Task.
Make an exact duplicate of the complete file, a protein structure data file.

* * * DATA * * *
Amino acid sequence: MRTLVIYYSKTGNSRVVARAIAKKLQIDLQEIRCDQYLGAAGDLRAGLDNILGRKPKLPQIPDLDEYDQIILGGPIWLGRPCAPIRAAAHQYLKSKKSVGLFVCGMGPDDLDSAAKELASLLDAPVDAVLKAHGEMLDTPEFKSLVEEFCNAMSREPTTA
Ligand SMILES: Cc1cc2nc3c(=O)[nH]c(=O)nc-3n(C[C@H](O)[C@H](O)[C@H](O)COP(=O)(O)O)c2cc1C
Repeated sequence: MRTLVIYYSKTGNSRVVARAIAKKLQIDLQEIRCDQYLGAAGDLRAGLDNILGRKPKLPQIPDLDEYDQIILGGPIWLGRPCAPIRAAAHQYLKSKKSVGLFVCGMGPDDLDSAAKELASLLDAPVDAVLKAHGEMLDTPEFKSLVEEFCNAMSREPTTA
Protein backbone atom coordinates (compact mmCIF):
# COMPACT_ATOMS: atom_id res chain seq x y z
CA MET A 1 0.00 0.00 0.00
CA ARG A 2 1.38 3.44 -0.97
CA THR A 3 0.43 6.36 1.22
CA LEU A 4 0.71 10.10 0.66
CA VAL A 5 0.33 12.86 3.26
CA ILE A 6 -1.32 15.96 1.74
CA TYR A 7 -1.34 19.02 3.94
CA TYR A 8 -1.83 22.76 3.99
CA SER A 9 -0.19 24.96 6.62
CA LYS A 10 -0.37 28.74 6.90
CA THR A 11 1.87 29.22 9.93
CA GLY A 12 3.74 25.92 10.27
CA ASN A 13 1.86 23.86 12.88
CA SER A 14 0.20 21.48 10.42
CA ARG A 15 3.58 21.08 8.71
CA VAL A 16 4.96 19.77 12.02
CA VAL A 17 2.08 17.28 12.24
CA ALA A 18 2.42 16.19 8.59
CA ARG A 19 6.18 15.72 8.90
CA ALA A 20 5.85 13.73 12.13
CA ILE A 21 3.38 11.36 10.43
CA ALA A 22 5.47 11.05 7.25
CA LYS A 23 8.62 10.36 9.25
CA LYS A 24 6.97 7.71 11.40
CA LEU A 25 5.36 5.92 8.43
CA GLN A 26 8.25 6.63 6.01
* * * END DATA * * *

Amino acid sequence: MRTLVIYYSKTGNSRVVARAIAKKLQIDLQEIRCDQYLGAAGDLRAGLDNILGRKPKLPQIPDLDEYDQIILGGPIWLGRPCAPIRAAAHQYLKSKKSVGLFVCGMGPDDLDSAAKELASLLDAPVDAVLKAHGEMLDTPEFKSLVEEFCNAMSREPTTA
Ligand SMILES: Cc1cc2nc3c(=O)[nH]c(=O)nc-3n(C[C@H](O)[C@H](O)[C@H](O)COP(=O)(O)O)c2cc1C
Repeated sequence: MRTLVIYYSKTGNSRVVARAIAKKLQIDLQEIRCDQYLGAAGDLRAGLDNILGRKPKLPQIPDLDEYDQIILGGPIWLGRPCAPIRAAAHQYLKSKKSVGLFVCGMGPDDLDSAAKELASLLDAPVDAVLKAHGEMLDTPEFKSLVEEFCNAMSREPTTA
Protein backbone atom coordinates (compact mmCIF):
# COMPACT_ATOMS: atom_id res chain seq x y z
CA MET A 1 0.00 0.00 0.00
CA ARG A 2 1.38 3.44 -0.97
CA THR A 3 0.43 6.36 1.22
CA LEU A 4 0.71 10.10 0.66
CA VAL A 5 0.33 12.86 3.26
CA ILE A 6 -1.32 15.96 1.74
CA TYR A 7 -1.34 19.02 3.94
CA TYR A 8 -1.83 22.76 3.99
CA SER A 9 -0.19 24.96 6.62
CA LYS A 10 -0.37 28.74 6.90
CA THR A 11 1.87 29.22 9.93
CA GLY A 12 3.74 25.92 10.27
CA ASN A 13 1.86 23.86 12.88
CA SER A 14 0.20 21.48 10.42
CA ARG A 15 3.58 21.08 8.71
CA VAL A 16 4.96 19.77 12.02
CA VAL A 17 2.08 17.28 12.24
CA ALA A 18 2.42 16.19 8.59
CA ARG A 19 6.18 15.72 8.90
CA ALA A 20 5.85 13.73 12.13
CA ILE A 21 3.38 11.36 10.43
CA ALA A 22 5.47 11.05 7.25
CA LYS A 23 8.62 10.36 9.25
CA LYS A 24 6.97 7.71 11.40
CA LEU A 25 5.36 5.92 8.43
CA GLN A 26 8.25 6.63 6.01